In creating districts for the 1961-91 panel file, when transfers of territory had been made from one district to another, we have attempted to recreate as best as possible, the 1991 districts. These estimates are based on census publications which record what percent of the population and area were transferred from one district to another. We then go to the old (1961 or 1971) data and subtract the appropriate percentage from all population and area records of districts that lost territory and add it to the districts that gained territory. (See records # 092-093).
This procedure assumes that the transferred portion had the same population composition (e.g., proportions of cultivators, scheduled castes, rice production) as the rest of the district--an unlikely assumption but the best that could be determined in any feasible way. Because the areas transferred are usually small, the changes had only minor effects on the data.
An alternative method is available that does not make these assumptions and produces more exact counts but at the cost of creating very large "super-districts" that have never been a true district.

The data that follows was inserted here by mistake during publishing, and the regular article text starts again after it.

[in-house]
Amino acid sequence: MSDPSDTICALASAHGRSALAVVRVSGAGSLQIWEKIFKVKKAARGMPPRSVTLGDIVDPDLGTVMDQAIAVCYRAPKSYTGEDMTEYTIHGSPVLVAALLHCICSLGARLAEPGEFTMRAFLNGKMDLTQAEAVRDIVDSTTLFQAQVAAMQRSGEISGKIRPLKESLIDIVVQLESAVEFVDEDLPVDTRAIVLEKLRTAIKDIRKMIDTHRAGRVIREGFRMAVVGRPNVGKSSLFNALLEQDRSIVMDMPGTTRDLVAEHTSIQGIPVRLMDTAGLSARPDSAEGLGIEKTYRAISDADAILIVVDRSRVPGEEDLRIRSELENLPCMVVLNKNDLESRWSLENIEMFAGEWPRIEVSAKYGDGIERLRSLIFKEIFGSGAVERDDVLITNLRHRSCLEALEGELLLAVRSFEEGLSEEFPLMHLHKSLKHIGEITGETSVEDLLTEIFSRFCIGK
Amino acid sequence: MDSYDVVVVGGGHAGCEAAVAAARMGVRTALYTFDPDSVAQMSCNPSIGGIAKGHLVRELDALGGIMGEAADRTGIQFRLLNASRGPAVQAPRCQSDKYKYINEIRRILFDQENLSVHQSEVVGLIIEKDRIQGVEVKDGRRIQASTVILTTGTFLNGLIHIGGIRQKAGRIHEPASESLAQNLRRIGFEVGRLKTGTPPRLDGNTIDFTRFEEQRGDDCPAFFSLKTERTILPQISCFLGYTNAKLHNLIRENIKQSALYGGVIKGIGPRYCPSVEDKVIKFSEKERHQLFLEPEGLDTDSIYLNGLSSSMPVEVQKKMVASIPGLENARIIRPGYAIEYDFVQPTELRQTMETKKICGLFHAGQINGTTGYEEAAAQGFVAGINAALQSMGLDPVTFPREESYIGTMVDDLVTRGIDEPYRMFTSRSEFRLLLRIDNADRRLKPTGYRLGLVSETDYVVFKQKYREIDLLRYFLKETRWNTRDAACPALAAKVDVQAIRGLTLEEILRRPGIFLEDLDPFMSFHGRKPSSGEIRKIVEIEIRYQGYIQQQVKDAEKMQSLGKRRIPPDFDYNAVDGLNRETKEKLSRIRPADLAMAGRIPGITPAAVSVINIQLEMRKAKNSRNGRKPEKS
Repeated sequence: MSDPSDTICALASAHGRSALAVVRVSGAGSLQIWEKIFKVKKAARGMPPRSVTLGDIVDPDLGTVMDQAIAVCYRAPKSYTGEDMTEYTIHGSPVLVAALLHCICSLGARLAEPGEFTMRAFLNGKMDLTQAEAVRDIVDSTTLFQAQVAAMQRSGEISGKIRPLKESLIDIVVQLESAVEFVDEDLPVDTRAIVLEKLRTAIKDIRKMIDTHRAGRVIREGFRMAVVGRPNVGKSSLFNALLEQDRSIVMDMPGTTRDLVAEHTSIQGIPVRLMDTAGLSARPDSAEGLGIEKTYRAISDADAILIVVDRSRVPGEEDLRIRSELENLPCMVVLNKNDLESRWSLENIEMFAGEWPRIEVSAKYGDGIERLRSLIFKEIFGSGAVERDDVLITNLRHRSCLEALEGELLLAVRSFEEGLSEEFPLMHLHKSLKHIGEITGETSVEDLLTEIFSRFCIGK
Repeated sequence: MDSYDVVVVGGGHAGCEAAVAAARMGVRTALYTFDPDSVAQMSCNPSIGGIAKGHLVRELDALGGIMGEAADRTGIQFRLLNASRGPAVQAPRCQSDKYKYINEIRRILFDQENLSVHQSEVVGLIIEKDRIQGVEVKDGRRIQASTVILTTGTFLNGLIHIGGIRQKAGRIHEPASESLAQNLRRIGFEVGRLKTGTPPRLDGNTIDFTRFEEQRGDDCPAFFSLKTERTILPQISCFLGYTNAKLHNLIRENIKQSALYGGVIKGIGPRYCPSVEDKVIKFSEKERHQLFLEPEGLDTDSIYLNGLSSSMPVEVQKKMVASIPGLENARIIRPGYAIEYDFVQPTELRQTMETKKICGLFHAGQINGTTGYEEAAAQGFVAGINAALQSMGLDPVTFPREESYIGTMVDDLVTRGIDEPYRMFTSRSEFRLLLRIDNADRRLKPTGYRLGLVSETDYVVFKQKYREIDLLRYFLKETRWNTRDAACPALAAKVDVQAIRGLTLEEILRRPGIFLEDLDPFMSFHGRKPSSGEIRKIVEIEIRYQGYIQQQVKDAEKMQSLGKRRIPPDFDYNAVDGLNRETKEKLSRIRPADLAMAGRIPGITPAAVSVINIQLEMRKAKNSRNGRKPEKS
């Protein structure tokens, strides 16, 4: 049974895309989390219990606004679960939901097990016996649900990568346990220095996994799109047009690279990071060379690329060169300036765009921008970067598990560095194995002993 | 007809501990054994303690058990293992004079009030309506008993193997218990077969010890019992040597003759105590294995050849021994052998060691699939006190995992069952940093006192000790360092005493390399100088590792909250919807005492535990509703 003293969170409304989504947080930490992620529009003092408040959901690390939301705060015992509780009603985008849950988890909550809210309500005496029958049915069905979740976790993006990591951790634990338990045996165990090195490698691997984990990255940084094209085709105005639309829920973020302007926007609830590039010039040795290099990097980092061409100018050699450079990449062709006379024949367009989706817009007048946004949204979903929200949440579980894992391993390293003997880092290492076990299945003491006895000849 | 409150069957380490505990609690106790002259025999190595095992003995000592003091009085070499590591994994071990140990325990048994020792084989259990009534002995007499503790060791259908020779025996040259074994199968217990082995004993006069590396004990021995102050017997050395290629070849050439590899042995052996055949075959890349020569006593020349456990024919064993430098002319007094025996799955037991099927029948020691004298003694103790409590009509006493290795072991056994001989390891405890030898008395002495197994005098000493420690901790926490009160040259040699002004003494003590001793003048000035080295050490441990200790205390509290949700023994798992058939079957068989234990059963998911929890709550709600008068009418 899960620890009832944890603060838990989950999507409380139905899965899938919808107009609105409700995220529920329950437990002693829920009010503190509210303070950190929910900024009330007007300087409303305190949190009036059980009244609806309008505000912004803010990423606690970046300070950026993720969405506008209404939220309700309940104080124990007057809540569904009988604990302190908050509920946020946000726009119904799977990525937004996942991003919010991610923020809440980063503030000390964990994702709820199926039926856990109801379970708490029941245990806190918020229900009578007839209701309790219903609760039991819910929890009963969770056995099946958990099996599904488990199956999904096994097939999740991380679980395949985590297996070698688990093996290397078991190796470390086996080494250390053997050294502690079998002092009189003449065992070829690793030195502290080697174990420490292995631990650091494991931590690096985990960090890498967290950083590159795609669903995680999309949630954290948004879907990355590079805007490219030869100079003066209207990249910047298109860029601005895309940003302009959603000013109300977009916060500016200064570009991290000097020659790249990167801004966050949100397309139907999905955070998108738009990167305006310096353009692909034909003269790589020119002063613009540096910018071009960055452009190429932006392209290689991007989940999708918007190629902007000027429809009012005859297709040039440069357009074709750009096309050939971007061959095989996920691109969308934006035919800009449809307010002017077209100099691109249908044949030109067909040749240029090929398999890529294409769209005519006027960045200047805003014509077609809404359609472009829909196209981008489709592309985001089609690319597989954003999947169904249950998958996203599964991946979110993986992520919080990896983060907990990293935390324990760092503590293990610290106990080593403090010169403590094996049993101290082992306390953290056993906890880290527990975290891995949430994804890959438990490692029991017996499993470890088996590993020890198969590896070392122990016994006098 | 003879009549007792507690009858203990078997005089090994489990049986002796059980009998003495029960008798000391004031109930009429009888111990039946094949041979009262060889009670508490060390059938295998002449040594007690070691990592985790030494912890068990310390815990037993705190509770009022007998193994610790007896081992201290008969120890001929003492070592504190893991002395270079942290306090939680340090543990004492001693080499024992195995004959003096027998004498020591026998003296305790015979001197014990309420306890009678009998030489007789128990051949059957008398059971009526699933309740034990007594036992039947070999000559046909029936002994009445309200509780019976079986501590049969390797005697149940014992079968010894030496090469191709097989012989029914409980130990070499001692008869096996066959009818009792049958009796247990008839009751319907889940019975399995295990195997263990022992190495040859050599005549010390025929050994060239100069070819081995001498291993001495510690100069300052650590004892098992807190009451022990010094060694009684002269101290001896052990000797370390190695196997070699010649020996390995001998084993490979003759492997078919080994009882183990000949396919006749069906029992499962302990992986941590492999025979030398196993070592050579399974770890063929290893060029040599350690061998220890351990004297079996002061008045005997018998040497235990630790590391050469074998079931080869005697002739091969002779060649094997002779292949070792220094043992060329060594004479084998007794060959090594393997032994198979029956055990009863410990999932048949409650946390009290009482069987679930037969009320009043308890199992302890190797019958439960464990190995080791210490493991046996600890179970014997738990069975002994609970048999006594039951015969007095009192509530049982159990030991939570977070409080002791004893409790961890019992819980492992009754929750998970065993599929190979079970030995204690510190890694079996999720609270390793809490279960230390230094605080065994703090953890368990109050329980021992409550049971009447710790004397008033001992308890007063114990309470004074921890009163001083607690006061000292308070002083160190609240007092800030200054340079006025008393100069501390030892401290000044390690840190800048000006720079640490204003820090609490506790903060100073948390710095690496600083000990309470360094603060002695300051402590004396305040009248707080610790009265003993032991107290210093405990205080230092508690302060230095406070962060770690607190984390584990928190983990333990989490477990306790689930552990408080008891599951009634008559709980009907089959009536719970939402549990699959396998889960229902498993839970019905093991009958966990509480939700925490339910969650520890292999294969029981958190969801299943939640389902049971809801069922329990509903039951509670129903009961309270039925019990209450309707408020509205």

Forty-seven 1961 districts had portions of their territory transferred to other districts by 1981. Most of these transfers were quite small. Only eighteen lost more than 10% of their population. The most significant changes resulted from the reorganization of the old Punjab state.
Thirty-one 1971 districts had portions of their territory transferred to other districts by 1981. Most of these transfers were quite small. Only eleven lost more than 10% of their population.
The following 1991 districts were created from portions of two or more previous districts. The percentages report the percentage of the population in the previous census that was incorporated in the new district; area percentages are reported in parentheses. More exact proportions are found in records 092 and 093. The changes are listed in approximate chronological order.
|Return to: Changes in geographic boundaries||
|Last updated October 1, 2000||
comments to: Reeve Vanneman. firstname.lastname@example.org